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Annual Queer Prom creates inclusive space for LGBTQ+ students

Student drag performer Vanilla Bean runs a show for attendees at Queer Prom. Students also had the opportunity to take photos in a photo booth, drink mocktails and dance to music provided by a DJ at the “Euphoria”-themed event. (Kyle Kotanchek/Daily Bruin)

By Rio Wakura

March 31, 2022 2:35 p.m.

This post was updated April 3 at 10:01 p.m.

The Gender, Sexuality, and Society Living Learning Community held the annual Queer Prom at Covel Commons Grand Horizon Ballroom and Terrace on March 4.

The event was open to all students, and attendees were invited to dress up according to a theme based on the HBO show “Euphoria.” Organized by GSS staff, the event featured “Euphoria”-inspired purple decorations and lighting, as well as informational booths run by the UCLA LGBTQ Campus Resource Center and UCLA Sexperts, a student organization focused on promoting sex education. The prom also had a DJ, mocktails, a photo booth, a prom royalty election and a student drag performance.

Chloe Rosenstock, a third-year labor studies and sociology student and a GSS co-resident assistant, said she chose the “Euphoria” theme because of the show’s diverse set of characters, which allowed attendees to express themselves through their outfits.

“I think it gave people the freedom to dress however they wanted to. There was no specific narrative for what a character looks like,” Rosenstock said. “You have a lot of different representations of bodies and people in that show, and I think that was also part of why the theme worked really well for us.”

Sebastian Kai Woodson, a GSS intern and third-year psychology student, said that GSS sought to focus on welcoming LGBTQ+ students with specific elements such as an LGBTQ+ DJ. They played songs from artists often celebrated in the LGBTQ+ community, Woodson added.

A student in the GSS LLC, who requested to remain anonymous as they did not want their sexuality to be publicized, said they knew immediately that they wanted to attend the Queer Prom.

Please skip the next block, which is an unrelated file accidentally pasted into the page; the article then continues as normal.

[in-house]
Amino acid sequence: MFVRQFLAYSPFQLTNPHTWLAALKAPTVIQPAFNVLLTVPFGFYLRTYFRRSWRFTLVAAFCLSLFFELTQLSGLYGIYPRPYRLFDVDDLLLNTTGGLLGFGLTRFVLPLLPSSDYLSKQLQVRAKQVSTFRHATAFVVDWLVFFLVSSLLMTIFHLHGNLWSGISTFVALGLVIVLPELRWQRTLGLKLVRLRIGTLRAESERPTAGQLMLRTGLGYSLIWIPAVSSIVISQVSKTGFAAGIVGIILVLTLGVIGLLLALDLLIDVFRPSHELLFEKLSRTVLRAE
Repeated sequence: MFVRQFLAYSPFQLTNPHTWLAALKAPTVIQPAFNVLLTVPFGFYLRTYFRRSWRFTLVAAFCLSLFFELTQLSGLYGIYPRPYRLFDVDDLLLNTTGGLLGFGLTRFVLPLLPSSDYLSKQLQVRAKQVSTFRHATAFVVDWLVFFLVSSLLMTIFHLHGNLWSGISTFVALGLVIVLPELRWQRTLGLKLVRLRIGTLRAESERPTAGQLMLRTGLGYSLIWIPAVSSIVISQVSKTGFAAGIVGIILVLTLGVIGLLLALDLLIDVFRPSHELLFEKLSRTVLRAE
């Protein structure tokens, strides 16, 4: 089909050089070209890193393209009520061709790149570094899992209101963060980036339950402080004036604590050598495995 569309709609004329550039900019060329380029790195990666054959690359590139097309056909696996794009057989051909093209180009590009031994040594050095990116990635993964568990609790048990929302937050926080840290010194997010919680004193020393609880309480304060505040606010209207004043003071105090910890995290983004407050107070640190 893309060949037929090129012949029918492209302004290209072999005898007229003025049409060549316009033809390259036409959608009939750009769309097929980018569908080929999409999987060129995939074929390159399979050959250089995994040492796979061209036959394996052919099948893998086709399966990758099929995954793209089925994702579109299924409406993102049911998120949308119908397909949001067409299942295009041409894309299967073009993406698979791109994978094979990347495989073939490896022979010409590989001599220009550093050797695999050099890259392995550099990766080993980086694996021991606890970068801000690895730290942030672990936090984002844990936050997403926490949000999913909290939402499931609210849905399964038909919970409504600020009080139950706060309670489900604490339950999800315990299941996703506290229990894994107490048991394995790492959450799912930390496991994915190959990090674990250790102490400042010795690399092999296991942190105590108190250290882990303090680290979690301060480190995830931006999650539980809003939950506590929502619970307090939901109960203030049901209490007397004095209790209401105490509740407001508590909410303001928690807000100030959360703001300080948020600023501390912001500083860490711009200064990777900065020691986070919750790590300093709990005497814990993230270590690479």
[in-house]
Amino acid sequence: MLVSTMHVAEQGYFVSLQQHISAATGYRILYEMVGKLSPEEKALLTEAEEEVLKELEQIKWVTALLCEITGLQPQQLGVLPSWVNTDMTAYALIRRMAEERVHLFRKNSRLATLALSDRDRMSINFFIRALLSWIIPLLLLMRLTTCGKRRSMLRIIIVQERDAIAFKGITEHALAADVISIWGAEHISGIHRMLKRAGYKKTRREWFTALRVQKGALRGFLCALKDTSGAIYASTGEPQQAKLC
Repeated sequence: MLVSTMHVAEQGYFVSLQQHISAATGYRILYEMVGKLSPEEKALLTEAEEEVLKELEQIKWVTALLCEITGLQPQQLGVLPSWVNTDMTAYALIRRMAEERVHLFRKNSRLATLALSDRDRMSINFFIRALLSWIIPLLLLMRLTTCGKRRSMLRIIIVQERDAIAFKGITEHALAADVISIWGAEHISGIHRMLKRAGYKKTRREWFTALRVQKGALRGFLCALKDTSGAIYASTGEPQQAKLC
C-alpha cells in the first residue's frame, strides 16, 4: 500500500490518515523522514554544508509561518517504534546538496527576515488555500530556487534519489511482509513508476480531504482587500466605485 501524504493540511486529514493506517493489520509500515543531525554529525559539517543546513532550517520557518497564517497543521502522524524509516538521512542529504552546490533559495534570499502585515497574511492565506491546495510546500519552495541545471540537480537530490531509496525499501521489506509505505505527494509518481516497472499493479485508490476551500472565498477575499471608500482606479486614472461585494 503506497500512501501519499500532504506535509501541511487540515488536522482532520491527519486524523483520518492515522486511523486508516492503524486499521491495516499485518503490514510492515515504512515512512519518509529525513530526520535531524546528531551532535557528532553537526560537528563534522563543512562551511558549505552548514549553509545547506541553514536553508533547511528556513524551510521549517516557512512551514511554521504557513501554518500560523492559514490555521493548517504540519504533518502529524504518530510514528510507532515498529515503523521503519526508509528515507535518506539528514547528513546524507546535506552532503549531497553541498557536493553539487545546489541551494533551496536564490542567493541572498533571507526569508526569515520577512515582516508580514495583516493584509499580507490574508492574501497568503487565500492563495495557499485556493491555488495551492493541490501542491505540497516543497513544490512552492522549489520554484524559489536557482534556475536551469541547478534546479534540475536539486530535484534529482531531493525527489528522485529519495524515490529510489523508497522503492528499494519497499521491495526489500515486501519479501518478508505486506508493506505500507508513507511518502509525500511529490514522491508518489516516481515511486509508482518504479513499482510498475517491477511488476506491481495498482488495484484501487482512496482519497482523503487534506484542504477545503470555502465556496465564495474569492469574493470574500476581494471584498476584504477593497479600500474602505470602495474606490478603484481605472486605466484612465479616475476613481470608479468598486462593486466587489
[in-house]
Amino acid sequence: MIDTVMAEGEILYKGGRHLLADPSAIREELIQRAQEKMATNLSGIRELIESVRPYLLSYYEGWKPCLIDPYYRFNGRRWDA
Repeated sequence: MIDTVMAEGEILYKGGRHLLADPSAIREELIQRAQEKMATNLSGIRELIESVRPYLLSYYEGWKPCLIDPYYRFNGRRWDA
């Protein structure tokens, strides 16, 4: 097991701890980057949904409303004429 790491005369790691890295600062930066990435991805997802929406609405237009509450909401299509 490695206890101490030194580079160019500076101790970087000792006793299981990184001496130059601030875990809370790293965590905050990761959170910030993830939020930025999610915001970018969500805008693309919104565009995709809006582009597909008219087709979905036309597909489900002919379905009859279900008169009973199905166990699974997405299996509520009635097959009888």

“When I saw (the flyers), I was like, ‘Oh, I’m going to go,’” the student said. “I knew I wanted to go regardless of if my roommates were (going) or not.”

The GSS student attendee said that Queer Prom felt different from their high school prom experience. They had a great time dancing and watching the drag show, the student added.

“This one was definitely a lot more enjoyable,” the student said. “I went to a Catholic high school, so it wasn’t very open in the same way – it felt like I had to dress differently.”

(Kyle Kotanchek/Daily Bruin)
A student winner of Queer Prom’s prom royalty election. The Gender, Sexuality, and Society Living Learning Community hosted the annual event March 4 in Covel Commons. All students were welcome to attend. (Kyle Kotanchek/Daily Bruin)

Shanaya Sidhu, a fourth-year human biology and society student who is also a GSS co-RA, said the highlight of the night was seeing people feel comfortable with their partners in public.

“They could bring their partners, especially from off campus, and bring them to a safe space and celebrate each other,” Sidhu said.

Rosenstock said she personally enjoyed the drag performance by performer Vanilla Bean the most, as it highlighted a form of art unique to the queer community.

Woodson said the staff hopes Queer Prom will help challenge the traditional high school prom experience.

“I look around, and I see so many queer people – queer people dancing, hugging,” Woodson said. “To have a space for specifically queer people to just feel like they’re not outsiders or outcasts and (are) cared about – that was really a goal for Queer Prom.”

Sidhu added that they felt very emotional about the student response after the prom.

“I cried when I got back to my room because it was just so beautiful to see everyone be so happy,” Sidhu said. “It’s meant so much to me to not only be an RA for this community but also plan this event.”

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Rio Wakura
Wakura is a features contributor. She is a second-year business economics student at UCLA
Wakura is a features contributor. She is a second-year business economics student at UCLA
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